Applying a cost-of-living escalation COLA clause to a stream of periodic payments protects the real value of those payments and effectively transfers the risk of inflation from the payee to the payor, who must pay more each year to reflect the increases in prices. Thus, inflation indexation is often applied to pension payments, rents and other situations which are not subject to regular re-pricing in the market.
COLA is not CPI which is an aggregate indicator. Using CPI as a COLA salary adjustment for taxable income fails to recognize that increases are generally taxed at the highest marginal tax rate whereas an individual's rising costs are paid with after-tax dollars - dollars commensurate with an individual's average after-tax level. Indexing tax brackets does not address this fundamental issue but it does effectively eliminate "bracket-creep". Indexation has been very important in high-inflation environments, and was known as monetary correction "correção monetária" in Brazil from 1964 to 1994. Some countries have cut back significantly in the use of indexation and cost-of-living escalation clauses, first by applying only partial protection for price increases and eventually eliminating such protection altogether when inflation is brought down to single digits.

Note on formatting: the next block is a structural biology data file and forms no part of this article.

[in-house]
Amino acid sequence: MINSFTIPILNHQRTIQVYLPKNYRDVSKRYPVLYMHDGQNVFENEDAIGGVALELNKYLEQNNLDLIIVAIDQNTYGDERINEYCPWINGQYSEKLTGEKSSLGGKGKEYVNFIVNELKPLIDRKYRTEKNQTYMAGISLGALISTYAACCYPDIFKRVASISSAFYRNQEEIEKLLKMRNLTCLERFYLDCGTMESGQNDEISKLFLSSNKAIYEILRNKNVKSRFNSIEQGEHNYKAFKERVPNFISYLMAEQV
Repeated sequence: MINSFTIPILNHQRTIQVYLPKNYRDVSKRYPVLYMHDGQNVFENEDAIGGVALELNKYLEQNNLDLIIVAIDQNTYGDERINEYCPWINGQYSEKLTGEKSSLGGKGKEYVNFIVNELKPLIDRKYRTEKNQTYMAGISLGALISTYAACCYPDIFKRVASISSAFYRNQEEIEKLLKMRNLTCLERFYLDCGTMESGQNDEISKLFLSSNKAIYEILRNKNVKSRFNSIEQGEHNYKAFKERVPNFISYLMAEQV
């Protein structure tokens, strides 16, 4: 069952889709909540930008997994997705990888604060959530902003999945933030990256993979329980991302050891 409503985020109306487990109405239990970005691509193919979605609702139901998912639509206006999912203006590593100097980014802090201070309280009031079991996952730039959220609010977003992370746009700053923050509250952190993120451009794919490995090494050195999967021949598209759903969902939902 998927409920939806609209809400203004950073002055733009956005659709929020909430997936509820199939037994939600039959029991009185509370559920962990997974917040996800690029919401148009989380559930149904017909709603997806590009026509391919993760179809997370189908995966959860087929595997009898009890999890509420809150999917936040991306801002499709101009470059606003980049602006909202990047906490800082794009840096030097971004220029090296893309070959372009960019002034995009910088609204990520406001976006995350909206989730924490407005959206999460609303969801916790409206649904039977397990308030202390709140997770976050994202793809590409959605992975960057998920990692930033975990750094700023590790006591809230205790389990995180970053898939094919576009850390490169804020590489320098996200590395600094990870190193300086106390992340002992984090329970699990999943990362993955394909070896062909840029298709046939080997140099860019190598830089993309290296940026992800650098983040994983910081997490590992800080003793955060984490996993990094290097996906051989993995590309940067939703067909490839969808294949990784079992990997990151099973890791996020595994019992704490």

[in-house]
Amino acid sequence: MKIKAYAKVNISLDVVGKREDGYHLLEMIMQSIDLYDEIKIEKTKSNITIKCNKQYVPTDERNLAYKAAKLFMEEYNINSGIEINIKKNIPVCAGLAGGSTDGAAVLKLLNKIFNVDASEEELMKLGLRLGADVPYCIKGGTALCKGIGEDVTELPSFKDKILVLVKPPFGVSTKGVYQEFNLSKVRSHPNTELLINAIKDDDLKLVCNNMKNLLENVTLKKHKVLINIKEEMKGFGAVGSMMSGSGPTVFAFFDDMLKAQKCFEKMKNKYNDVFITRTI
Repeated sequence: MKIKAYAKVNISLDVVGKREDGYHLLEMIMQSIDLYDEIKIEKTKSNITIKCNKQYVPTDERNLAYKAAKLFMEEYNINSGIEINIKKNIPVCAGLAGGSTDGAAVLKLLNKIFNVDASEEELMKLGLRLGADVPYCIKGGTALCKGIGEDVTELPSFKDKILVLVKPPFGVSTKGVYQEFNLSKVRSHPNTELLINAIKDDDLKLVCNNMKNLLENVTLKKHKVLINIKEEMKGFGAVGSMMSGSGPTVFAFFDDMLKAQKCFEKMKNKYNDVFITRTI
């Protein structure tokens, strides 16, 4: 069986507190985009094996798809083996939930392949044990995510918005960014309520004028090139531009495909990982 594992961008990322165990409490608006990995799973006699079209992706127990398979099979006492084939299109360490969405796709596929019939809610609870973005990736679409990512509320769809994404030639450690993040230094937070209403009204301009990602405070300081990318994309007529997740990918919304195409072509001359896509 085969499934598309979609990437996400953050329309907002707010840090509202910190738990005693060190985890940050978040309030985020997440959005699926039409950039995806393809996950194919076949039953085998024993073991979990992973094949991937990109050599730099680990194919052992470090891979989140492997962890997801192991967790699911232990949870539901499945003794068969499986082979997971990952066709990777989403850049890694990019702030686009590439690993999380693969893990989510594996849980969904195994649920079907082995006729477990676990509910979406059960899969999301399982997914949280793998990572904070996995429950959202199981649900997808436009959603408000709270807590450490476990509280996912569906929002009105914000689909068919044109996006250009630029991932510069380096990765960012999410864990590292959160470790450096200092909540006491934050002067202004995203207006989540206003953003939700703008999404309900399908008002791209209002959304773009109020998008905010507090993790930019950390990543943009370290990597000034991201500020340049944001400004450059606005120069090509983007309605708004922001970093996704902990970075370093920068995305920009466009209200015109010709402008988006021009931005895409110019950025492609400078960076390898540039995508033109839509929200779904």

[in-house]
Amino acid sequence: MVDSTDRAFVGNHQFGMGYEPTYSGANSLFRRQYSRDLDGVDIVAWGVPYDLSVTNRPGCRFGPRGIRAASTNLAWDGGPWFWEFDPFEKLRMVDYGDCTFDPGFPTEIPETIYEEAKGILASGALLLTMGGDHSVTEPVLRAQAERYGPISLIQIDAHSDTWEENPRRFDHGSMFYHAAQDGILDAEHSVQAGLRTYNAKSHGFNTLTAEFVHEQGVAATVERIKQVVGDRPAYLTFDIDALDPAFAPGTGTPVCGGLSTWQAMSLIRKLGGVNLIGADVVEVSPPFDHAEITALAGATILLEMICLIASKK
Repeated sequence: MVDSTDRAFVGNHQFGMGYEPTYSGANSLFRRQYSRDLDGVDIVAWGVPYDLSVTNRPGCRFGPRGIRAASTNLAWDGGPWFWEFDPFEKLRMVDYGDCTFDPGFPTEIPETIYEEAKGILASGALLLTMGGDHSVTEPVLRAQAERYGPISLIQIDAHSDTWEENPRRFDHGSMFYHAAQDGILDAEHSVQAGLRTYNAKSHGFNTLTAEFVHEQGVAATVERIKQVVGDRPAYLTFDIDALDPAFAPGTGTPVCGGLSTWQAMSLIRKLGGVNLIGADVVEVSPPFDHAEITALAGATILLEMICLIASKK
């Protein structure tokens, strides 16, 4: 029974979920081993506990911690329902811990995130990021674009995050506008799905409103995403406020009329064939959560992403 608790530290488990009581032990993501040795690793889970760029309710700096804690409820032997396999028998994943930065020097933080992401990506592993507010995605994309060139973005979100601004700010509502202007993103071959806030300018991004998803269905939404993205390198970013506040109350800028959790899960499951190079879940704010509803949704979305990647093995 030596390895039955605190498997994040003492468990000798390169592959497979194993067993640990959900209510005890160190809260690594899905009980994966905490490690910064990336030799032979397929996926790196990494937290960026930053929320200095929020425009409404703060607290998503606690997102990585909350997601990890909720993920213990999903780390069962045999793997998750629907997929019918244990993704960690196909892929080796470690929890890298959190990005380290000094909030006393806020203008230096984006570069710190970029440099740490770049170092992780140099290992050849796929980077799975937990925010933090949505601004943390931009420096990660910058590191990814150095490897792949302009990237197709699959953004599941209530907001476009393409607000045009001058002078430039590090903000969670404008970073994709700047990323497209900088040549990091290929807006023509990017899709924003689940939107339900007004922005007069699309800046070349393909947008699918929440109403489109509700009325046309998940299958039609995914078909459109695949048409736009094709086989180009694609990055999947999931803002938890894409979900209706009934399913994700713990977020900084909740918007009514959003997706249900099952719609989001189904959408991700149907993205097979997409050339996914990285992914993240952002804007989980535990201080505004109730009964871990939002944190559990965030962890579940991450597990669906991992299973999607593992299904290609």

Protecting one of the parties from the risk of inflation means that the price risk must be shifted to another party. For example, if state pensions are adjusted for inflation, the price risk is passed from the pensioners to the taxpayers. But the taxpayers may be protected as well, if the income tax brackets are routinely adjusted upwards in order to keep from having to pay more taxes just because of inflation. So, if the pensioners and the taxpayers are both protected from inflation, who is bearing the price risk ultimately? The higher pension costs have to be financed, probably by long term public debt. If so, the inflation risk is probably being passed to the "grandchildren of the taxpayers" who will have to repay it.